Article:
Komen Austin susan g komen race for the cure charity race fundraising marathon beat cancer race for a cause meta-goal race for charity
Last year, 9.6 million fundraising participants raised $1.2 billion for charity. (Photo: Komen Austin/Flickr)
In Stride

Why We Race for Charity

Our drive to raise billions annually is a crazy effective performance enhancer.

Komen Austin susan g komen race for the cure charity race fundraising marathon beat cancer race for a cause meta-goal race for charity

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Americans are addicted to racing for a cause. It started in 1970, when approximately 1,000 people participated in the March of Dimes’ WalkAmerica, raising $75,000 for perinatal health issues. By 2006, runners and walkers were raising more than $700 million annually for charities. In 2013, that number had grown to $1.2 billion, spread over 43,000 events and 9.6 million fundraising participants.

Why do we spend so much time raising money to compete in charity events? The answer lies in one of sport’s greatest paradoxes: running for others is one of the most self-serving things an athlete can do.

“Purpose is a meta-goal,” says Dr. Vic Strecher, a world-renowned behavioral scientist at the University of Michigan. Purpose, he says, explains the popularity of running for a cause and its powerful effect on an athlete’s motivation. “It’s something bigger than ‘I want to quit smoking’ or ‘I want to sleep better.’ It provides a North Star to shoot for, and when people have [a purpose], they demonstrate better focus and motivation,” Strecher says. “This, in turn, can result in increased adherence to challenging behaviors—like quitting smoking or exercising more regularly.”

Perhaps that’s nothing groundbreaking. We see countless examples of pro athletes attributing victories to people and causes other than themselves. Triathlete Craig Alexander, for example, credited his family for his three Ironman World Championship titles. “I’ve gotten a lot of my motivation from my family and what they’ve sacrificed for me,” he told Gear Patrol, “and so I can push through those [tough] moments.”

But in a strange twist, doing things for others—the very definition of being unselfish—can have very self-serving effects. At age 38, when many said it was physically impossible, Alexander broke the Ironman World Championship record, a boon to his career. On a smaller athletic stage, there are countless stories of middle-aged, overweight people who have hardly run a step joining Team in Training to raise money for blood cancers. Six months later, they complete a marathon, an ostensibly self-centered goal.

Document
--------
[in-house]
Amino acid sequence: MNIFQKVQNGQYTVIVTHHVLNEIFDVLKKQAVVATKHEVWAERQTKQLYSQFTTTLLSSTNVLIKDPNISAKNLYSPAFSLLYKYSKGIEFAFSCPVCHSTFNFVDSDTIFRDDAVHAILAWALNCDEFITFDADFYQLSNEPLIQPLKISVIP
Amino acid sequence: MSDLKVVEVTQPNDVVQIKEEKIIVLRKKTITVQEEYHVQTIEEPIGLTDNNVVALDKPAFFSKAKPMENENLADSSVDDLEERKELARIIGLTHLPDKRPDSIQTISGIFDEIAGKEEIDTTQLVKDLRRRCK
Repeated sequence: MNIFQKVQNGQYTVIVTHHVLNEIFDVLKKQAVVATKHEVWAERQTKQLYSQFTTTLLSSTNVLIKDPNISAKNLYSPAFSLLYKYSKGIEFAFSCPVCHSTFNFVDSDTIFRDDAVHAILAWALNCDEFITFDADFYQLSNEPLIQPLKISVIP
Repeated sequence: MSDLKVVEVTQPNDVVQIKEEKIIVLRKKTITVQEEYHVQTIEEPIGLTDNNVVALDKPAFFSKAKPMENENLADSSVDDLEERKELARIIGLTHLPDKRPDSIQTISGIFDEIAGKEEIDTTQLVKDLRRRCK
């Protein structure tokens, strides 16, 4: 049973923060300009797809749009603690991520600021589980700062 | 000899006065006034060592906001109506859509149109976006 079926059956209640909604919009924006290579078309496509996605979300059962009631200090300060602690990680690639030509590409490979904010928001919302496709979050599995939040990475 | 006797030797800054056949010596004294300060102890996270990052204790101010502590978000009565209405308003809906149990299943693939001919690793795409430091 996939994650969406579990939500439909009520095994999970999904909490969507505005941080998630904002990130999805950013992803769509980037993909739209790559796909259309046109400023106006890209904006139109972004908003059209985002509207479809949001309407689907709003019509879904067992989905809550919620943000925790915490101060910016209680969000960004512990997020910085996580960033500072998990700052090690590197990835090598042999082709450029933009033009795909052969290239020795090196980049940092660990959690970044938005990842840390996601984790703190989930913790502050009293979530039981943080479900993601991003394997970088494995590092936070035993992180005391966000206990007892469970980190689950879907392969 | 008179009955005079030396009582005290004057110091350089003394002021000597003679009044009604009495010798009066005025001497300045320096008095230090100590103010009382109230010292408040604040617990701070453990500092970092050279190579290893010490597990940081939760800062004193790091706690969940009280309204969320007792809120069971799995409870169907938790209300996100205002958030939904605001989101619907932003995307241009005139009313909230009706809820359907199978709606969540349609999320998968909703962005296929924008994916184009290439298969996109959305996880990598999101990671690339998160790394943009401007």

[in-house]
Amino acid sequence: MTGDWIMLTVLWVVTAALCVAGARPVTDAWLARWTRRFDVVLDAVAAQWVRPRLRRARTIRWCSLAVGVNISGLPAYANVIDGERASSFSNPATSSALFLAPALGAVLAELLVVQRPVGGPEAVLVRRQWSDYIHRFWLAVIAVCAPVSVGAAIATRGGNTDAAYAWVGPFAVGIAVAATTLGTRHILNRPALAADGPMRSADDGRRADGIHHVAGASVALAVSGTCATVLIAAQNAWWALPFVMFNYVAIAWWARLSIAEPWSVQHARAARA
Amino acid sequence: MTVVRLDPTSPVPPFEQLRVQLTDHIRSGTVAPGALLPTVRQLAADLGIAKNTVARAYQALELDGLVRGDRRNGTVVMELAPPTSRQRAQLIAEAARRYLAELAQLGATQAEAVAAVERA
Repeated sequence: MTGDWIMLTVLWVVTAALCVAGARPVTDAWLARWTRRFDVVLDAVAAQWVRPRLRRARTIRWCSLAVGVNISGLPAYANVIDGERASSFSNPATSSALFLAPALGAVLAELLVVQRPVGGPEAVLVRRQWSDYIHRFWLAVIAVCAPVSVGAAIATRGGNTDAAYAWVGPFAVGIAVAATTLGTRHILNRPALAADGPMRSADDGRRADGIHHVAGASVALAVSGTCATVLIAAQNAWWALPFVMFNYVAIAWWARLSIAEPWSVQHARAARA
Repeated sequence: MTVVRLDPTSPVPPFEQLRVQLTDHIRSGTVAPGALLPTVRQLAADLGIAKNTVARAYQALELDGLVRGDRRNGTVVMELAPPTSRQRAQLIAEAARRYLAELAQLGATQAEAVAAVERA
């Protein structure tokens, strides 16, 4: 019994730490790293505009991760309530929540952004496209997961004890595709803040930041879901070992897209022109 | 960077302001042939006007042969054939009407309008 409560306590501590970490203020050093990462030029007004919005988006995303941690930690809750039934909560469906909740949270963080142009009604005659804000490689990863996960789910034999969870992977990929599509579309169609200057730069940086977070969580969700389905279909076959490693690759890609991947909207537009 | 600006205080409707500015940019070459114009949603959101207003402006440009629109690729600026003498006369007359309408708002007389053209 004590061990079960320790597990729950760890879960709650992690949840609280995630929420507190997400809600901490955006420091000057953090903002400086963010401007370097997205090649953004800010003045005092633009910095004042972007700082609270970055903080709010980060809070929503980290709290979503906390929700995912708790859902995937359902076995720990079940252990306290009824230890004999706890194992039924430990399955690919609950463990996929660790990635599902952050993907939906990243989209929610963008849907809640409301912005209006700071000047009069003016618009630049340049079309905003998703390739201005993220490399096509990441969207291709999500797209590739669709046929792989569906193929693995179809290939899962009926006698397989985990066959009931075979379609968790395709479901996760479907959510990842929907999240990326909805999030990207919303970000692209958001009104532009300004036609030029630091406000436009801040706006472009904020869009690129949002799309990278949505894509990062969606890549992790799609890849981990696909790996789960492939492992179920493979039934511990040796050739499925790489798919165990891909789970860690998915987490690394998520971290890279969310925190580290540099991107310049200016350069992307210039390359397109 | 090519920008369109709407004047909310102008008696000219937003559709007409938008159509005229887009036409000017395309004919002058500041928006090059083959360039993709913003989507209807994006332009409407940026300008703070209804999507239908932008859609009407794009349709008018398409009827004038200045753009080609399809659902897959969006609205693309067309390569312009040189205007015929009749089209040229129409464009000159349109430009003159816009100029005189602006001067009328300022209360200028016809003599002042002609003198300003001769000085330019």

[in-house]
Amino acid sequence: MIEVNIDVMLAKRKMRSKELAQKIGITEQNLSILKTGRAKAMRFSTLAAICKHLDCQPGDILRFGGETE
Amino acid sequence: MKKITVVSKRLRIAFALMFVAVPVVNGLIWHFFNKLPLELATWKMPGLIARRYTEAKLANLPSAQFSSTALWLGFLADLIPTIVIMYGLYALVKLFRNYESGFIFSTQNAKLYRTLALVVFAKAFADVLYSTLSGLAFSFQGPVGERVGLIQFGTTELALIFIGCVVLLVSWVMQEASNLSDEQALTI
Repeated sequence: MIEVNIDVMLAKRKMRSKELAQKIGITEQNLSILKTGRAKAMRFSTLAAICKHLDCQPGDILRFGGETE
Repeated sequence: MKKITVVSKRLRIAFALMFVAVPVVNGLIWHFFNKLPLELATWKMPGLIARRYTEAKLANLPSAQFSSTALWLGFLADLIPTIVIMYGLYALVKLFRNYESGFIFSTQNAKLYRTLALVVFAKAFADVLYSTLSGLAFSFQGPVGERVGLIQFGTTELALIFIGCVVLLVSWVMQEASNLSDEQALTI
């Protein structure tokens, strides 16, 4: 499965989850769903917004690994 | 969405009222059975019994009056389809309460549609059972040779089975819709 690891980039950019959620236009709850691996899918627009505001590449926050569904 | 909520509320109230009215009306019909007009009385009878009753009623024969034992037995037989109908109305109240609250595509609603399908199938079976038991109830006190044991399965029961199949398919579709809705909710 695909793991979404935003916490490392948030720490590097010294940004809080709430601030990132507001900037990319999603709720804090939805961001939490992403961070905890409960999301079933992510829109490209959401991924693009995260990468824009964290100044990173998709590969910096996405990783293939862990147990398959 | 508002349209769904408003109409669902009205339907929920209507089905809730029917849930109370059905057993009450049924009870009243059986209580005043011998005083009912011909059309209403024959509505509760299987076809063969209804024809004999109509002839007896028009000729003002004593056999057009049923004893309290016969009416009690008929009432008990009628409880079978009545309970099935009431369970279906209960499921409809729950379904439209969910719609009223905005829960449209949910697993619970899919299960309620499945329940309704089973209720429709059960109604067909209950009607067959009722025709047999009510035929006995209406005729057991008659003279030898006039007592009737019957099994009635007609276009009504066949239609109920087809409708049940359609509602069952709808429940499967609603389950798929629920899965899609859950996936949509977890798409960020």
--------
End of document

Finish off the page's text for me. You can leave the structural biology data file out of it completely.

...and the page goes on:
“Individuals with self-transcending purposes are more likely to take calculated risks, overcome fears, and expose themselves to failure,” Strecher says. Whereas years of research have shown that ego-driven goals create pressure, tension, and anxiety about performance, having a self-transcending purpose inherently moves us beyond our ego. Or, as Strecher says, it helps us “break down our castle walls and become open to new ideas and possibilities. It turns out that thinking less about yourself is actually one of the best ways to grow and expand yourself. When we release from focusing so much on our self, that is when we rise to great heights.”

In an effort to guide athletes’ self-improvement, countless sports psychologists have recommended that we train our minds to eliminate negative thoughts about ourselves (“What if I don’t execute my workout properly? or “I’m scared I am going to lose this race!”) in favor of positive ones (“Every workout I do I’m getting faster.” and “I am fearless as I race to win.”). Perhaps the best advice is not to think about ourselves at all, but rather to direct our attention at something greater than ourselves—like a charity event.

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